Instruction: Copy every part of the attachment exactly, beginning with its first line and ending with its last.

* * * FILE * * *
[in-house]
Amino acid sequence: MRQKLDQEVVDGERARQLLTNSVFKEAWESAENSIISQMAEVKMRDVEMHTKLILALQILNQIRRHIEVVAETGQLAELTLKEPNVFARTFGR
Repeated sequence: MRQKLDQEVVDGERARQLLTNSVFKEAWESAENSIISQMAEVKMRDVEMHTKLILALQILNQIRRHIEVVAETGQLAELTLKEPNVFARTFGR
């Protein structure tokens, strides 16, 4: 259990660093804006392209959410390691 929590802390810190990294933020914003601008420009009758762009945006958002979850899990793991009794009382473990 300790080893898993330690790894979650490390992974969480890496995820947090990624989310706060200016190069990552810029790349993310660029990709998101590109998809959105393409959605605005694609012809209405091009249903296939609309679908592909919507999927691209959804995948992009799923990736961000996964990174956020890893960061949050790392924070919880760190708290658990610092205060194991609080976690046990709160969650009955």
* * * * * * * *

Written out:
[in-house]
Amino acid sequence: MRQKLDQEVVDGERARQLLTNSVFKEAWESAENSIISQMAEVKMRDVEMHTKLILALQILNQIRRHIEVVAETGQLAELTLKEPNVFARTFGR
Repeated sequence: MRQKLDQEVVDGERARQLLTNSVFKEAWESAENSIISQMAEVKMRDVEMHTKLILALQILNQIRRHIEVVAETGQLAELTLKEPNVFARTFGR
């Protein structure tokens, strides 16, 4: 259990660093804006392209959410390691 929590802390810190990294933020914003601008420009009758762009945006958002979850899990793991009794009382473990 300790080893898993330690790894979650490390992974969480890496995820947090990624989310706060200016190069990552810029790349993310660029990709998101590109998809959105393409959605605005694609012809209405091009249903296939609309679908592909919507999927691209959804995948992009799923990736961000996964990174956020890893960061949050790392924070919880760190708290658990610092205060194991609080976690046990709160969650009955």